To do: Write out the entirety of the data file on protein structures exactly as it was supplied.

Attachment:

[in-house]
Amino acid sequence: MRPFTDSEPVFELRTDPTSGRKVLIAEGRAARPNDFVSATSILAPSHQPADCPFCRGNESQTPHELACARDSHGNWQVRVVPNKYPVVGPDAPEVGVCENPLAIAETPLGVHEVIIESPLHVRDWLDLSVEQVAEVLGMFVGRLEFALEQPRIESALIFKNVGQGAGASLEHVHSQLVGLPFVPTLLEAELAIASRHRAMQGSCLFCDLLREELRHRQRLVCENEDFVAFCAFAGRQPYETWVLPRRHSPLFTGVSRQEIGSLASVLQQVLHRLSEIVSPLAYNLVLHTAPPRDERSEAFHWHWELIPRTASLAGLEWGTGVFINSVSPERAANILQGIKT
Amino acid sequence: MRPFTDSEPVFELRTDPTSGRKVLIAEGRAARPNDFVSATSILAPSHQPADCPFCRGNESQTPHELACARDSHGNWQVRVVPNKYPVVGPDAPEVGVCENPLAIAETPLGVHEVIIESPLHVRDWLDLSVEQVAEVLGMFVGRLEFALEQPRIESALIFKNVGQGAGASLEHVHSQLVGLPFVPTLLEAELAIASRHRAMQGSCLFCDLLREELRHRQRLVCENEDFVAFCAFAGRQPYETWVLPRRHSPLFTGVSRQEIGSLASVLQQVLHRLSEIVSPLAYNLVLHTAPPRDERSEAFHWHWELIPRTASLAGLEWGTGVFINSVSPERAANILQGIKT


[in-house]
Amino acid sequence: MRPFTDSEPVFELRTDPTSGRKVLIAEGRAARPNDFVSATSILAPSHQPADCPFCRGNESQTPHELACARDSHGNWQVRVVPNKYPVVGPDAPEVGVCENPLAIAETPLGVHEVIIESPLHVRDWLDLSVEQVAEVLGMFVGRLEFALEQPRIESALIFKNVGQGAGASLEHVHSQLVGLPFVPTLLEAELAIASRHRAMQGSCLFCDLLREELRHRQRLVCENEDFVAFCAFAGRQPYETWVLPRRHSPLFTGVSRQEIGSLASVLQQVLHRLSEIVSPLAYNLVLHTAPPRDERSEAFHWHWELIPRTASLAGLEWGTGVFINSVSPERAANILQGIKT
Amino acid sequence: MRPFTDSEPVFELRTDPTSGRKVLIAEGRAARPNDFVSATSILAPSHQPADCPFCRGNESQTPHELACARDSHGNWQVRVVPNKYPVVGPDAPEVGVCENPLAIAETPLGVHEVIIESPLHVRDWLDLSVEQVAEVLGMFVGRLEFALEQPRIESALIFKNVGQGAGASLEHVHSQLVGLPFVPTLLEAELAIASRHRAMQGSCLFCDLLREELRHRQRLVCENEDFVAFCAFAGRQPYETWVLPRRHSPLFTGVSRQEIGSLASVLQQVLHRLSEIVSPLAYNLVLHTAPPRDERSEAFHWHWELIPRTASLAGLEWGTGVFINSVSPERAANILQGIKT